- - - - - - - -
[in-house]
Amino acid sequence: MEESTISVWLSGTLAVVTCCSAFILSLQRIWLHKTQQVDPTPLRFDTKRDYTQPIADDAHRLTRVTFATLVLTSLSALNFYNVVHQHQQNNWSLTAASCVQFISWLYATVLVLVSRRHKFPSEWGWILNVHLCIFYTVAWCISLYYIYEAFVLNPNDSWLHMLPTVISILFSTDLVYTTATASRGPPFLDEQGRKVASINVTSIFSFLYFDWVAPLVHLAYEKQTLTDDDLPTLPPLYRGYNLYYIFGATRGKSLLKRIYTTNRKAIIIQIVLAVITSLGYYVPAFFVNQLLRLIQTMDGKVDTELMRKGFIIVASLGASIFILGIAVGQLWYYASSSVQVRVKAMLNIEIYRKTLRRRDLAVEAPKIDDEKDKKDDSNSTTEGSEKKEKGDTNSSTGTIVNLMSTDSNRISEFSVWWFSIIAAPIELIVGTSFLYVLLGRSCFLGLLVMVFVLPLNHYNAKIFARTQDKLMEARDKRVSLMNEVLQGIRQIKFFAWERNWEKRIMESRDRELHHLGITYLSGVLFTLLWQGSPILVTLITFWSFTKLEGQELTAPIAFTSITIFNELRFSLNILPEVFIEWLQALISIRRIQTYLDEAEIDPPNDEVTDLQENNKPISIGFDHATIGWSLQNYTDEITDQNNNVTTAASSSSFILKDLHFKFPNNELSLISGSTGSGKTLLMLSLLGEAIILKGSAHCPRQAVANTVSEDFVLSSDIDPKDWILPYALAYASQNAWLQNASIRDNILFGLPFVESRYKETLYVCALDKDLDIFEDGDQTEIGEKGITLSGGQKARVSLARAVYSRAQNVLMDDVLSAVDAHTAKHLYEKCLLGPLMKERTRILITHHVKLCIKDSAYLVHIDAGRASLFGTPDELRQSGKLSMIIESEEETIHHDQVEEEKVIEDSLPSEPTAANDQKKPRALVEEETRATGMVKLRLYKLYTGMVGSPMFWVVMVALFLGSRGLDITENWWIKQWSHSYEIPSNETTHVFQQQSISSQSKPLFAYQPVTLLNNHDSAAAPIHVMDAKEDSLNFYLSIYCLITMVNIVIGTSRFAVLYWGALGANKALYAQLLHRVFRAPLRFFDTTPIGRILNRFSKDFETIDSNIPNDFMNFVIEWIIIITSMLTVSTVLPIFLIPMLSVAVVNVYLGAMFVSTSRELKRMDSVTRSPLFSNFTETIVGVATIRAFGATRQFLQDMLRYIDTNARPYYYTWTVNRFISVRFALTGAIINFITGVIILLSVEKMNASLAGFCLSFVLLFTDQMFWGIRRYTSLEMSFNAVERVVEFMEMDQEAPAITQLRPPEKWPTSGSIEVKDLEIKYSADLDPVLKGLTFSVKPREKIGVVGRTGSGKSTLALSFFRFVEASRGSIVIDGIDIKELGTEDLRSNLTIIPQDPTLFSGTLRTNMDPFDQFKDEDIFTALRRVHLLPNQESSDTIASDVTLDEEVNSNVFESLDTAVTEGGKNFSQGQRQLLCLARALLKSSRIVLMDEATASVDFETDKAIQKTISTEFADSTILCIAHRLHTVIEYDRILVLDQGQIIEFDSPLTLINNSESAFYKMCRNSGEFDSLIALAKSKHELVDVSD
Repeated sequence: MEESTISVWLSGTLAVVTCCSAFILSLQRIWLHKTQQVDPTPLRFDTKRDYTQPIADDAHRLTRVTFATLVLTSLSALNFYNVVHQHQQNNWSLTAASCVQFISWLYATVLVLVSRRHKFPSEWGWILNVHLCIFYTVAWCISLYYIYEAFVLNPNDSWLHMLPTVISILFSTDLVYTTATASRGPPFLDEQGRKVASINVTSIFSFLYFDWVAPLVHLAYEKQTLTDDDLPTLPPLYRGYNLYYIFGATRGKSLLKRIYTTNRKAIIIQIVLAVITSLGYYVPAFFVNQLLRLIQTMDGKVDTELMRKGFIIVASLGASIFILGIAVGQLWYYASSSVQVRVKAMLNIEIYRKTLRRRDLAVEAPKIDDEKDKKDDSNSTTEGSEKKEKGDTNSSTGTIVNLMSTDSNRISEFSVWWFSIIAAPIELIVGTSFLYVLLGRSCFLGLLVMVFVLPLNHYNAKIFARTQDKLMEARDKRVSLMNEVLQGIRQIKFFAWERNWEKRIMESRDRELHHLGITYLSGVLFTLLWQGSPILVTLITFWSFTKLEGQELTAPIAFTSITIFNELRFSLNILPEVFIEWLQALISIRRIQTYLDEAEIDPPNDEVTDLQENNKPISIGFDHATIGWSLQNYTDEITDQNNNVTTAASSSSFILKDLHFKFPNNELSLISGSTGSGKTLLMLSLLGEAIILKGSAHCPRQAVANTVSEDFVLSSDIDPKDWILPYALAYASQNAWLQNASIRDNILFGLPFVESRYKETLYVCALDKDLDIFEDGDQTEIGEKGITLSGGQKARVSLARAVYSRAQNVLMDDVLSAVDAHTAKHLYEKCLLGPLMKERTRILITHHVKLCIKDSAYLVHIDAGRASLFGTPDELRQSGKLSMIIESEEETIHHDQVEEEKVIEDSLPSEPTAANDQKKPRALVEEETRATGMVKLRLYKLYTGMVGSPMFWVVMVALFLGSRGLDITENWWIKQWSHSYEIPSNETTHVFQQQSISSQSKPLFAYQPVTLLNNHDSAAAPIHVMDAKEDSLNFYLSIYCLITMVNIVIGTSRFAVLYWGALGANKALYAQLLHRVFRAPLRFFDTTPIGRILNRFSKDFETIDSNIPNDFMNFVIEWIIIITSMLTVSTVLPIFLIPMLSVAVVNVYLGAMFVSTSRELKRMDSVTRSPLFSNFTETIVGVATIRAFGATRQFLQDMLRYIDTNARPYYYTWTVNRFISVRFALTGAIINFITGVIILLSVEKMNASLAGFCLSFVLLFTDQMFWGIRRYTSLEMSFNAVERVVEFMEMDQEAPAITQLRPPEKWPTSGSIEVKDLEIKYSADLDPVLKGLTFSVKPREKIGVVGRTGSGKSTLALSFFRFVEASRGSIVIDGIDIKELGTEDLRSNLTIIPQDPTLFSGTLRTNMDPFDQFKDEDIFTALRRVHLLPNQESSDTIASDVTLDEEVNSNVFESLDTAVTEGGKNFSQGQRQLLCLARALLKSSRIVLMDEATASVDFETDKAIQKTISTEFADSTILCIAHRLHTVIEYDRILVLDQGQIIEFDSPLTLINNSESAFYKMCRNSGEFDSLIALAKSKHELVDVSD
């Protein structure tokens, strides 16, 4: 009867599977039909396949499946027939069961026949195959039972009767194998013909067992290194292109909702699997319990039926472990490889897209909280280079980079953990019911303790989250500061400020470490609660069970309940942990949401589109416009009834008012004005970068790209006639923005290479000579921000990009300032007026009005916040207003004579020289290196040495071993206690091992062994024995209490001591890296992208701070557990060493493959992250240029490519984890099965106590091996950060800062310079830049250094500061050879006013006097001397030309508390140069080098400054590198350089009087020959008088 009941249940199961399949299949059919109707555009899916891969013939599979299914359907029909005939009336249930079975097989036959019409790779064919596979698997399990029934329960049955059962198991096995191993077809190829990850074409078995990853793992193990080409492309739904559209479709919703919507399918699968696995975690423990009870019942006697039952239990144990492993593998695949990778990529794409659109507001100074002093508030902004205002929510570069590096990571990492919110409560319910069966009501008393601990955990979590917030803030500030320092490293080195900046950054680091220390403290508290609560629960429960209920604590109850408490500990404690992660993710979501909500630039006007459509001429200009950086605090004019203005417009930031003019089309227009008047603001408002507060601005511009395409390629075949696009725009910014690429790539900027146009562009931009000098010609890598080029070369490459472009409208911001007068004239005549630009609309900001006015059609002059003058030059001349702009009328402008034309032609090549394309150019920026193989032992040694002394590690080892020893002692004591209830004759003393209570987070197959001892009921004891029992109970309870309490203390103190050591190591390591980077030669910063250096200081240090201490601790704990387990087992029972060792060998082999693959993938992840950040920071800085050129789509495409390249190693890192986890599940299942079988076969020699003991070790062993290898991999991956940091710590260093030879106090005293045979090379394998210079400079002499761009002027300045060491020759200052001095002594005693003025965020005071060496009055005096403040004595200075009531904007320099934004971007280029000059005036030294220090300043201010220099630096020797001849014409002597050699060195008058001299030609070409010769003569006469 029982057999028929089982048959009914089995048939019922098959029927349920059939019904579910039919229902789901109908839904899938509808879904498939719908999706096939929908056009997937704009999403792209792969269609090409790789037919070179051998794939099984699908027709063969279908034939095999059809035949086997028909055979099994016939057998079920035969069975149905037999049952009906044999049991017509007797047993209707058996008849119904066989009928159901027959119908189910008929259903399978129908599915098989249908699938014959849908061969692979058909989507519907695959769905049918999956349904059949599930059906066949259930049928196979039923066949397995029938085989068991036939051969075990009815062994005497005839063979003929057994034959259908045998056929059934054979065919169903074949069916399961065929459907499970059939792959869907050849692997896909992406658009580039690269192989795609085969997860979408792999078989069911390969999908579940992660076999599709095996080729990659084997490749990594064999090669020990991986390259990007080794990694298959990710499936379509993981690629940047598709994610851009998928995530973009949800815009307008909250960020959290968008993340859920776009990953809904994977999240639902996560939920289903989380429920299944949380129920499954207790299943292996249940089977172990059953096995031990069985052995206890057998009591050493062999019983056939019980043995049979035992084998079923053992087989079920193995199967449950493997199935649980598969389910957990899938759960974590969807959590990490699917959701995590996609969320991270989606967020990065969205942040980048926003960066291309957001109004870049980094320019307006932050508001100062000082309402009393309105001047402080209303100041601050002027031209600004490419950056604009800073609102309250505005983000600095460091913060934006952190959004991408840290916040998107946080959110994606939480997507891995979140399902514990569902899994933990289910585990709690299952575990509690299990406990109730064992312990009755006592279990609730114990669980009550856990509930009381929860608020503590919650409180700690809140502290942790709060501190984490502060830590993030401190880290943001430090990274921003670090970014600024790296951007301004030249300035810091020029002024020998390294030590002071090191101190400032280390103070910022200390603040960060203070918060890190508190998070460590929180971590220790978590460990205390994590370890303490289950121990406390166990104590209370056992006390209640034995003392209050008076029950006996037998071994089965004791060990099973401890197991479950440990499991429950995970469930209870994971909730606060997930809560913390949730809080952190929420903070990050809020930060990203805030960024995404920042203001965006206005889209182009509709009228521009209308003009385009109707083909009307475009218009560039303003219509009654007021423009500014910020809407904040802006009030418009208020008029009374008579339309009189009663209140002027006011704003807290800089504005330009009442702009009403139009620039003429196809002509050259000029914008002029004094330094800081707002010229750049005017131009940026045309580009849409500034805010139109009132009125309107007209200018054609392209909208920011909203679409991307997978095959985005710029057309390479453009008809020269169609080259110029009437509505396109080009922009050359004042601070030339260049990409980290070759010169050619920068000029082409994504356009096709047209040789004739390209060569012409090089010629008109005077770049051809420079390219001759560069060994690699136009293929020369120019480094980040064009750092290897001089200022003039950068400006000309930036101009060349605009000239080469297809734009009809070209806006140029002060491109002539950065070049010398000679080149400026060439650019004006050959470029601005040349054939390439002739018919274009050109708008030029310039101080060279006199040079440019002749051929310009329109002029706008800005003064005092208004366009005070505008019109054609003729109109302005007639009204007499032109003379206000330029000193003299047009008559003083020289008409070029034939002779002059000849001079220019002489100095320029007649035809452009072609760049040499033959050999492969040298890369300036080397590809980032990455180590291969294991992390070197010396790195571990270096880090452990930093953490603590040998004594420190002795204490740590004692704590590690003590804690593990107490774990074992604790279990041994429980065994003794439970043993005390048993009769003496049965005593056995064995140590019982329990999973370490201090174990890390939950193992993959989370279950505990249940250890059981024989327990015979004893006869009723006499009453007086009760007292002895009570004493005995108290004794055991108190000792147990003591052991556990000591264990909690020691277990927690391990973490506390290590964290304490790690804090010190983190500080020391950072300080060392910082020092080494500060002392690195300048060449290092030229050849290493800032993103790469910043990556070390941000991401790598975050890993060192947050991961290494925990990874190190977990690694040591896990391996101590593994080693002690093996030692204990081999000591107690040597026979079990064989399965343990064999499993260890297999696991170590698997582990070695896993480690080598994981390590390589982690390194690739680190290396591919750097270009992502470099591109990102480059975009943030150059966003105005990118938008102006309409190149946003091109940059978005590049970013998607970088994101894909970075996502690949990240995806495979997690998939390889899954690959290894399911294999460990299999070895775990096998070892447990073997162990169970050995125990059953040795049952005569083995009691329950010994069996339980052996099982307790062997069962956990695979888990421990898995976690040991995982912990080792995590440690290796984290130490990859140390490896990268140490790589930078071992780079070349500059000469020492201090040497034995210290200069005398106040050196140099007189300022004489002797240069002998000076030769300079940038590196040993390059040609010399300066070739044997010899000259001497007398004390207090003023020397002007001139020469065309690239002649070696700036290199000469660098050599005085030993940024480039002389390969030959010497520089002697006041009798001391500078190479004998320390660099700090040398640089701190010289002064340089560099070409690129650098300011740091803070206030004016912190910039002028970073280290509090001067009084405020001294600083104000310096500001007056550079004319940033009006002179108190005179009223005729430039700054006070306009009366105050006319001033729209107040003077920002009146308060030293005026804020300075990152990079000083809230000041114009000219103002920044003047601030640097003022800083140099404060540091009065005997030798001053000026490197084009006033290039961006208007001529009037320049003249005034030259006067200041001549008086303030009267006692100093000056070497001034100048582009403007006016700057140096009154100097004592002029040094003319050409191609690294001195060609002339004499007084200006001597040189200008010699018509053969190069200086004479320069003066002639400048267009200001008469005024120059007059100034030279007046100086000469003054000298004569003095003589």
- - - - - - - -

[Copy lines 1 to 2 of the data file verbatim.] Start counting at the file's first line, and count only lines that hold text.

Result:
[in-house]
Amino acid sequence: MEESTISVWLSGTLAVVTCCSAFILSLQRIWLHKTQQVDPTPLRFDTKRDYTQPIADDAHRLTRVTFATLVLTSLSALNFYNVVHQHQQNNWSLTAASCVQFISWLYATVLVLVSRRHKFPSEWGWILNVHLCIFYTVAWCISLYYIYEAFVLNPNDSWLHMLPTVISILFSTDLVYTTATASRGPPFLDEQGRKVASINVTSIFSFLYFDWVAPLVHLAYEKQTLTDDDLPTLPPLYRGYNLYYIFGATRGKSLLKRIYTTNRKAIIIQIVLAVITSLGYYVPAFFVNQLLRLIQTMDGKVDTELMRKGFIIVASLGASIFILGIAVGQLWYYASSSVQVRVKAMLNIEIYRKTLRRRDLAVEAPKIDDEKDKKDDSNSTTEGSEKKEKGDTNSSTGTIVNLMSTDSNRISEFSVWWFSIIAAPIELIVGTSFLYVLLGRSCFLGLLVMVFVLPLNHYNAKIFARTQDKLMEARDKRVSLMNEVLQGIRQIKFFAWERNWEKRIMESRDRELHHLGITYLSGVLFTLLWQGSPILVTLITFWSFTKLEGQELTAPIAFTSITIFNELRFSLNILPEVFIEWLQALISIRRIQTYLDEAEIDPPNDEVTDLQENNKPISIGFDHATIGWSLQNYTDEITDQNNNVTTAASSSSFILKDLHFKFPNNELSLISGSTGSGKTLLMLSLLGEAIILKGSAHCPRQAVANTVSEDFVLSSDIDPKDWILPYALAYASQNAWLQNASIRDNILFGLPFVESRYKETLYVCALDKDLDIFEDGDQTEIGEKGITLSGGQKARVSLARAVYSRAQNVLMDDVLSAVDAHTAKHLYEKCLLGPLMKERTRILITHHVKLCIKDSAYLVHIDAGRASLFGTPDELRQSGKLSMIIESEEETIHHDQVEEEKVIEDSLPSEPTAANDQKKPRALVEEETRATGMVKLRLYKLYTGMVGSPMFWVVMVALFLGSRGLDITENWWIKQWSHSYEIPSNETTHVFQQQSISSQSKPLFAYQPVTLLNNHDSAAAPIHVMDAKEDSLNFYLSIYCLITMVNIVIGTSRFAVLYWGALGANKALYAQLLHRVFRAPLRFFDTTPIGRILNRFSKDFETIDSNIPNDFMNFVIEWIIIITSMLTVSTVLPIFLIPMLSVAVVNVYLGAMFVSTSRELKRMDSVTRSPLFSNFTETIVGVATIRAFGATRQFLQDMLRYIDTNARPYYYTWTVNRFISVRFALTGAIINFITGVIILLSVEKMNASLAGFCLSFVLLFTDQMFWGIRRYTSLEMSFNAVERVVEFMEMDQEAPAITQLRPPEKWPTSGSIEVKDLEIKYSADLDPVLKGLTFSVKPREKIGVVGRTGSGKSTLALSFFRFVEASRGSIVIDGIDIKELGTEDLRSNLTIIPQDPTLFSGTLRTNMDPFDQFKDEDIFTALRRVHLLPNQESSDTIASDVTLDEEVNSNVFESLDTAVTEGGKNFSQGQRQLLCLARALLKSSRIVLMDEATASVDFETDKAIQKTISTEFADSTILCIAHRLHTVIEYDRILVLDQGQIIEFDSPLTLINNSESAFYKMCRNSGEFDSLIALAKSKHELVDVSD